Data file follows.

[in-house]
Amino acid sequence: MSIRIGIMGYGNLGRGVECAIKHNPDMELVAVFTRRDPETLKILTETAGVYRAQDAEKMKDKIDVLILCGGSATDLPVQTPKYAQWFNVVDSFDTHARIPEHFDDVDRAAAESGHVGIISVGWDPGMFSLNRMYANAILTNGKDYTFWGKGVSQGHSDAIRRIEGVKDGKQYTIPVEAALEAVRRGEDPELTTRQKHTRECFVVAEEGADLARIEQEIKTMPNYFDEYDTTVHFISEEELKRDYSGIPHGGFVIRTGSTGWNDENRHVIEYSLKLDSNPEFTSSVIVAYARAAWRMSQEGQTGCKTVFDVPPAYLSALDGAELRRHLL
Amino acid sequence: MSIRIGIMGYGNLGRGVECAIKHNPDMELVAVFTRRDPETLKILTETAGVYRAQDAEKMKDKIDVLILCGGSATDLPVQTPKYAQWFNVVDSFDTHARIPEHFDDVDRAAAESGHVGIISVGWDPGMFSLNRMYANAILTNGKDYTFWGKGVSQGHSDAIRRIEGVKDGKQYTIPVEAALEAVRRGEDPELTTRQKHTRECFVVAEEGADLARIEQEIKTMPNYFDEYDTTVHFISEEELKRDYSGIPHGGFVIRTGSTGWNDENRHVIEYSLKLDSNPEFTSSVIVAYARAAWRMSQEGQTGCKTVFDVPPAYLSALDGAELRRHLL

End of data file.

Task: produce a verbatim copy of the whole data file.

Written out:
[in-house]
Amino acid sequence: MSIRIGIMGYGNLGRGVECAIKHNPDMELVAVFTRRDPETLKILTETAGVYRAQDAEKMKDKIDVLILCGGSATDLPVQTPKYAQWFNVVDSFDTHARIPEHFDDVDRAAAESGHVGIISVGWDPGMFSLNRMYANAILTNGKDYTFWGKGVSQGHSDAIRRIEGVKDGKQYTIPVEAALEAVRRGEDPELTTRQKHTRECFVVAEEGADLARIEQEIKTMPNYFDEYDTTVHFISEEELKRDYSGIPHGGFVIRTGSTGWNDENRHVIEYSLKLDSNPEFTSSVIVAYARAAWRMSQEGQTGCKTVFDVPPAYLSALDGAELRRHLL
Amino acid sequence: MSIRIGIMGYGNLGRGVECAIKHNPDMELVAVFTRRDPETLKILTETAGVYRAQDAEKMKDKIDVLILCGGSATDLPVQTPKYAQWFNVVDSFDTHARIPEHFDDVDRAAAESGHVGIISVGWDPGMFSLNRMYANAILTNGKDYTFWGKGVSQGHSDAIRRIEGVKDGKQYTIPVEAALEAVRRGEDPELTTRQKHTRECFVVAEEGADLARIEQEIKTMPNYFDEYDTTVHFISEEELKRDYSGIPHGGFVIRTGSTGWNDENRHVIEYSLKLDSNPEFTSSVIVAYARAAWRMSQEGQTGCKTVFDVPPAYLSALDGAELRRHLL